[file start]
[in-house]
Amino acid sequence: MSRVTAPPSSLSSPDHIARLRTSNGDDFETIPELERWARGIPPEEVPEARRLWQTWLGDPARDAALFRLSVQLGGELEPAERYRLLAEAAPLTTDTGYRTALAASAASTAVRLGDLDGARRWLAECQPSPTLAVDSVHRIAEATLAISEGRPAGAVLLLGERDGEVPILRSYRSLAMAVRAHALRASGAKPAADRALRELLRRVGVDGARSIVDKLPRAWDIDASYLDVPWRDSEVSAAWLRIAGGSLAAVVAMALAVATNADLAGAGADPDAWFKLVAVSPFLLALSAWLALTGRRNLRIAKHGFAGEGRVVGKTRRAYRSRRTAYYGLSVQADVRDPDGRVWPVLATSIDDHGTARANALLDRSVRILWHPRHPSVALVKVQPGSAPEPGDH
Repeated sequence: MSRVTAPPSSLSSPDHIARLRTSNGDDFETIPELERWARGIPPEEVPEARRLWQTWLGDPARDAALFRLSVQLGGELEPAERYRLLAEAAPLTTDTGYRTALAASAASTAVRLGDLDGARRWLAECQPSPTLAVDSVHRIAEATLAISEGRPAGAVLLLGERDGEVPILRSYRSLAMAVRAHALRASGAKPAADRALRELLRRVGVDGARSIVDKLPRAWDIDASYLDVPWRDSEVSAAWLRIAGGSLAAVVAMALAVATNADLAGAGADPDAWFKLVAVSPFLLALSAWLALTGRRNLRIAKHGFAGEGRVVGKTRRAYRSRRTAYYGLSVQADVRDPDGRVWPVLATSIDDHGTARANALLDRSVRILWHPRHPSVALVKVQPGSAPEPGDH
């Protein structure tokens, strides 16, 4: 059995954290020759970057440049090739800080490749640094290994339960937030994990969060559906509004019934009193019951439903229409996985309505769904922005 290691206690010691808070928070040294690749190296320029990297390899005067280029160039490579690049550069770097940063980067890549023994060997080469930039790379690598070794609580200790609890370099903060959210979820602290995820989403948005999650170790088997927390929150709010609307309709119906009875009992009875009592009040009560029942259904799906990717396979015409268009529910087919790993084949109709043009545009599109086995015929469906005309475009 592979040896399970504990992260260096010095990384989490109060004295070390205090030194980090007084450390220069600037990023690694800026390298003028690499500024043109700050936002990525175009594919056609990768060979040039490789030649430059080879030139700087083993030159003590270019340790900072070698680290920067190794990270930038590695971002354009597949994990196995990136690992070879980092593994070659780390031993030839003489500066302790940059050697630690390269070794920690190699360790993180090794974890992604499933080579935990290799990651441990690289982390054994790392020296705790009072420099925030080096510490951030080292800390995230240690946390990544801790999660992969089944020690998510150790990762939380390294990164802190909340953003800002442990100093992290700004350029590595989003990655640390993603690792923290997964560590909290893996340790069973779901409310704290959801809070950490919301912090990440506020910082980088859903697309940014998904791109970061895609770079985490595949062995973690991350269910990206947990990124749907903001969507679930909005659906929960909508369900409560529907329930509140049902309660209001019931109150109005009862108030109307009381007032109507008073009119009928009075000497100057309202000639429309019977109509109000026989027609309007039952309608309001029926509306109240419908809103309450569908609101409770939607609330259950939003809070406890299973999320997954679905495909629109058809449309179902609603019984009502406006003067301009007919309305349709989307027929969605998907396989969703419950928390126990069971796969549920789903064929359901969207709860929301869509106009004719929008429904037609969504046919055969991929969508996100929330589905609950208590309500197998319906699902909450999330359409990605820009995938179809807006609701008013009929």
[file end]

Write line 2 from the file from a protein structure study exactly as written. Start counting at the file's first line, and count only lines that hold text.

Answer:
Amino acid sequence: MSRVTAPPSSLSSPDHIARLRTSNGDDFETIPELERWARGIPPEEVPEARRLWQTWLGDPARDAALFRLSVQLGGELEPAERYRLLAEAAPLTTDTGYRTALAASAASTAVRLGDLDGARRWLAECQPSPTLAVDSVHRIAEATLAISEGRPAGAVLLLGERDGEVPILRSYRSLAMAVRAHALRASGAKPAADRALRELLRRVGVDGARSIVDKLPRAWDIDASYLDVPWRDSEVSAAWLRIAGGSLAAVVAMALAVATNADLAGAGADPDAWFKLVAVSPFLLALSAWLALTGRRNLRIAKHGFAGEGRVVGKTRRAYRSRRTAYYGLSVQADVRDPDGRVWPVLATSIDDHGTARANALLDRSVRILWHPRHPSVALVKVQPGSAPEPGDH